Demography, recombination hotspot intensity, and the block structure of linkage disequilibrium.


Journal Article

BACKGROUND:Effective gene mapping based on genetic association data will require detailed knowledge of patterns of linkage disequilibrium (LD) in human populations. It has been recently suggested that linkage disequilibrium in humans may be organized in a block-like structure, with islands of high LD separated by regions of rapid breakdown of LD due to recombination hotspots. The experimental data to date, however, are limited, and fundamental questions remain about the implications of recombination rate heterogeneity. Here, we use computer simulations to evaluate how such heterogeneity influences patterns of LD, and we develop formal criteria to assess whether the patterns are functionally block like in the context of association mapping. RESULTS:Our analyses suggest that, even in models of extreme recombination rate heterogeneity, some human populations will have a functionally block-like structure to the pattern of LD, but others will not, depending on their precise demographic histories. In fact, for many models, we find that, following an LD-generating event, populations may move through discrete phases that can be functionally described as pre-block, block, and post-block. An analysis of observed and expected patterns of LD surrounding hotspots within the MHC Class II region confirms these theoretical expectations. CONCLUSIONS:Even if highly punctuated patterns of recombination are the rule, patterns of LD are still likely to show differences among populations and among genomic regions that are of practical importance in the design of genetic association studies. The notion that the average extent of LD is a useful concept for the design of association studies must be abandoned in light of the experimental and theoretical evidence.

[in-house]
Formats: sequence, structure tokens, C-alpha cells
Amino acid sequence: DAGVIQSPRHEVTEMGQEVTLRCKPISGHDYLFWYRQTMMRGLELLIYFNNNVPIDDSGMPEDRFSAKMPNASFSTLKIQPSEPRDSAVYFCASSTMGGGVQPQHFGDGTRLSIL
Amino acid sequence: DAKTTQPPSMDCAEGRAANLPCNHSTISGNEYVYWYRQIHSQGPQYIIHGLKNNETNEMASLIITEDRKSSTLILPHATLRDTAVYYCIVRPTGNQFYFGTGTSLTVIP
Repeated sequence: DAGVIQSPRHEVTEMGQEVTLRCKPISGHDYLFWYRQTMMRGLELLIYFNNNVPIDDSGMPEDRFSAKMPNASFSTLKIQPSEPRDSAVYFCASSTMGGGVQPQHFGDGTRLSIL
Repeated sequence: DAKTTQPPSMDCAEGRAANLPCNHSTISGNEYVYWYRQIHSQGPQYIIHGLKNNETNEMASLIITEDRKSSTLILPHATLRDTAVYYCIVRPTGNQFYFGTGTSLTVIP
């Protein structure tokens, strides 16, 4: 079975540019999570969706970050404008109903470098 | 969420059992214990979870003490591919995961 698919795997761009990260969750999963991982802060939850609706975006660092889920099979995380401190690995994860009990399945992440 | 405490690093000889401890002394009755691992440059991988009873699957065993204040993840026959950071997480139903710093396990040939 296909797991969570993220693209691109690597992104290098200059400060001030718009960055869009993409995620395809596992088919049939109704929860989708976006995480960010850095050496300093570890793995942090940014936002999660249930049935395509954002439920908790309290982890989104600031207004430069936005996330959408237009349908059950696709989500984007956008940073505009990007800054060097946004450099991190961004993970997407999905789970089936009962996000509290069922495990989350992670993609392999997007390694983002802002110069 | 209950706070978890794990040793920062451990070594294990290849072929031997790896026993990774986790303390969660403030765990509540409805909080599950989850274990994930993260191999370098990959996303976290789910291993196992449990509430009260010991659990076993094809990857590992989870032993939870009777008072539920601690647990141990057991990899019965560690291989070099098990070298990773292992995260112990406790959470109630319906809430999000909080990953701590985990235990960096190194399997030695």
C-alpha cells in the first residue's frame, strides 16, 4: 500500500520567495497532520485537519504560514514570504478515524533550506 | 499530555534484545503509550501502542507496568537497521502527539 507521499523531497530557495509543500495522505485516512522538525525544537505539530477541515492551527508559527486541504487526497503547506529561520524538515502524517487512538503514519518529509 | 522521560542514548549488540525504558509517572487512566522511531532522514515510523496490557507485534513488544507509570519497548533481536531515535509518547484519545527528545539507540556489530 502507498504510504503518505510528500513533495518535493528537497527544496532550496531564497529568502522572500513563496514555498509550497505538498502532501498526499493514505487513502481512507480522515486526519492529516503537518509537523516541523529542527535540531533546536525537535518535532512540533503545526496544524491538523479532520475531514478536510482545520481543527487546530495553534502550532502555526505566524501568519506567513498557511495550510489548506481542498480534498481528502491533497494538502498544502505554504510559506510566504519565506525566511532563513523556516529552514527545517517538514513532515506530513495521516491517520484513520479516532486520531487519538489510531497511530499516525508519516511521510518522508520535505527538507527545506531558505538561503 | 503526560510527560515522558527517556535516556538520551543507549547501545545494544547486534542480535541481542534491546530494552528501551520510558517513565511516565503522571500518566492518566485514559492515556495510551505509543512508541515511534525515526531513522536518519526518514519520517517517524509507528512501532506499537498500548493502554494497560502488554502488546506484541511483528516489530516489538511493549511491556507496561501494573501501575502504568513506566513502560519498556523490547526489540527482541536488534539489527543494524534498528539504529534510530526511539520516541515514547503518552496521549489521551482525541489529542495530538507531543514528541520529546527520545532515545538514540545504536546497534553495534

Full Text

Cited Authors

  • Stumpf, MPH; Goldstein, DB

Published Date

  • January 2003

Published In

Volume / Issue

  • 13 / 1

Start / End Page

  • 1 - 8

PubMed ID

  • 12526738

Pubmed Central ID

  • 12526738

Electronic International Standard Serial Number (EISSN)

  • 1879-0445

International Standard Serial Number (ISSN)

  • 0960-9822

Digital Object Identifier (DOI)

  • 10.1016/s0960-9822(02)01404-5


  • eng